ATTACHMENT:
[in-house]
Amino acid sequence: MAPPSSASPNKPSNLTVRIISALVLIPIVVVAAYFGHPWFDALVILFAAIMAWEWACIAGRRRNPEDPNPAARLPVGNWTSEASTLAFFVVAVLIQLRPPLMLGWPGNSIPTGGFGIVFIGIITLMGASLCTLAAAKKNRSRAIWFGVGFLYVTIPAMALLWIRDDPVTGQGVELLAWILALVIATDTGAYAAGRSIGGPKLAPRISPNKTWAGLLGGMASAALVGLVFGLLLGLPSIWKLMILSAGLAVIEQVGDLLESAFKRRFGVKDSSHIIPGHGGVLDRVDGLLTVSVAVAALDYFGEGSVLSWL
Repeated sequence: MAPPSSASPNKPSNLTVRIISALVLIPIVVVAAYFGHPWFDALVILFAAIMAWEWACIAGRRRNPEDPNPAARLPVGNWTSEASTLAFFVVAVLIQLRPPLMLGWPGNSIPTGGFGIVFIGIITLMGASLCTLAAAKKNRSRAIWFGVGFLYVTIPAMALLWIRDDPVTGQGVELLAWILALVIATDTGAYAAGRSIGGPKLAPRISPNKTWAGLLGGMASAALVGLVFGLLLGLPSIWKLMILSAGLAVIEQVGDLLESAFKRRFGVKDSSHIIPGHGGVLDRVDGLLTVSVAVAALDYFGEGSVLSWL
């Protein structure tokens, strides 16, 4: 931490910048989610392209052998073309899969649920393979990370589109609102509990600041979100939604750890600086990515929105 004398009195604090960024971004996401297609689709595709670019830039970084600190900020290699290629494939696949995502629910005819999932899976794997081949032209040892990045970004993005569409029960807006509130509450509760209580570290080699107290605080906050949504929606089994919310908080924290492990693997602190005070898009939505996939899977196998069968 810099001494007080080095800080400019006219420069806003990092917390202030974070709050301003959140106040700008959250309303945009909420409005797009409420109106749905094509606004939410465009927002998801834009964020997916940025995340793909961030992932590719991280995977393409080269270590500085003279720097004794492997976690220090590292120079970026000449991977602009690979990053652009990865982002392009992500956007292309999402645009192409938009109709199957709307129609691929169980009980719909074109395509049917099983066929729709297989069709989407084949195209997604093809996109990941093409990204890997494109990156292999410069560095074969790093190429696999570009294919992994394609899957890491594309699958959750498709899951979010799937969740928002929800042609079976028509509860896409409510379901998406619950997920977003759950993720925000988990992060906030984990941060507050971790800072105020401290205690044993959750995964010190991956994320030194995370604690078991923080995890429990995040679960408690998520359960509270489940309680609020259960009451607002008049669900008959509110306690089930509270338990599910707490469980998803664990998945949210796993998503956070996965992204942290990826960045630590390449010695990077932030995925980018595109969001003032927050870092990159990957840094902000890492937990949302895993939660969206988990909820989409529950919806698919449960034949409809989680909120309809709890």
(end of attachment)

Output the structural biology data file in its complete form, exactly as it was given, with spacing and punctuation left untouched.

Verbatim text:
[in-house]
Amino acid sequence: MAPPSSASPNKPSNLTVRIISALVLIPIVVVAAYFGHPWFDALVILFAAIMAWEWACIAGRRRNPEDPNPAARLPVGNWTSEASTLAFFVVAVLIQLRPPLMLGWPGNSIPTGGFGIVFIGIITLMGASLCTLAAAKKNRSRAIWFGVGFLYVTIPAMALLWIRDDPVTGQGVELLAWILALVIATDTGAYAAGRSIGGPKLAPRISPNKTWAGLLGGMASAALVGLVFGLLLGLPSIWKLMILSAGLAVIEQVGDLLESAFKRRFGVKDSSHIIPGHGGVLDRVDGLLTVSVAVAALDYFGEGSVLSWL
Repeated sequence: MAPPSSASPNKPSNLTVRIISALVLIPIVVVAAYFGHPWFDALVILFAAIMAWEWACIAGRRRNPEDPNPAARLPVGNWTSEASTLAFFVVAVLIQLRPPLMLGWPGNSIPTGGFGIVFIGIITLMGASLCTLAAAKKNRSRAIWFGVGFLYVTIPAMALLWIRDDPVTGQGVELLAWILALVIATDTGAYAAGRSIGGPKLAPRISPNKTWAGLLGGMASAALVGLVFGLLLGLPSIWKLMILSAGLAVIEQVGDLLESAFKRRFGVKDSSHIIPGHGGVLDRVDGLLTVSVAVAALDYFGEGSVLSWL
């Protein structure tokens, strides 16, 4: 931490910048989610392209052998073309899969649920393979990370589109609102509990600041979100939604750890600086990515929105 004398009195604090960024971004996401297609689709595709670019830039970084600190900020290699290629494939696949995502629910005819999932899976794997081949032209040892990045970004993005569409029960807006509130509450509760209580570290080699107290605080906050949504929606089994919310908080924290492990693997602190005070898009939505996939899977196998069968 810099001494007080080095800080400019006219420069806003990092917390202030974070709050301003959140106040700008959250309303945009909420409005797009409420109106749905094509606004939410465009927002998801834009964020997916940025995340793909961030992932590719991280995977393409080269270590500085003279720097004794492997976690220090590292120079970026000449991977602009690979990053652009990865982002392009992500956007292309999402645009192409938009109709199957709307129609691929169980009980719909074109395509049917099983066929729709297989069709989407084949195209997604093809996109990941093409990204890997494109990156292999410069560095074969790093190429696999570009294919992994394609899957890491594309699958959750498709899951979010799937969740928002929800042609079976028509509860896409409510379901998406619950997920977003759950993720925000988990992060906030984990941060507050971790800072105020401290205690044993959750995964010190991956994320030194995370604690078991923080995890429990995040679960408690998520359960509270489940309680609020259960009451607002008049669900008959509110306690089930509270338990599910707490469980998803664990998945949210796993998503956070996965992204942290990826960045630590390449010695990077932030995925980018595109969001003032927050870092990159990957840094902000890492937990949302895993939660969206988990909820989409529950919806698919449960034949409809989680909120309809709890």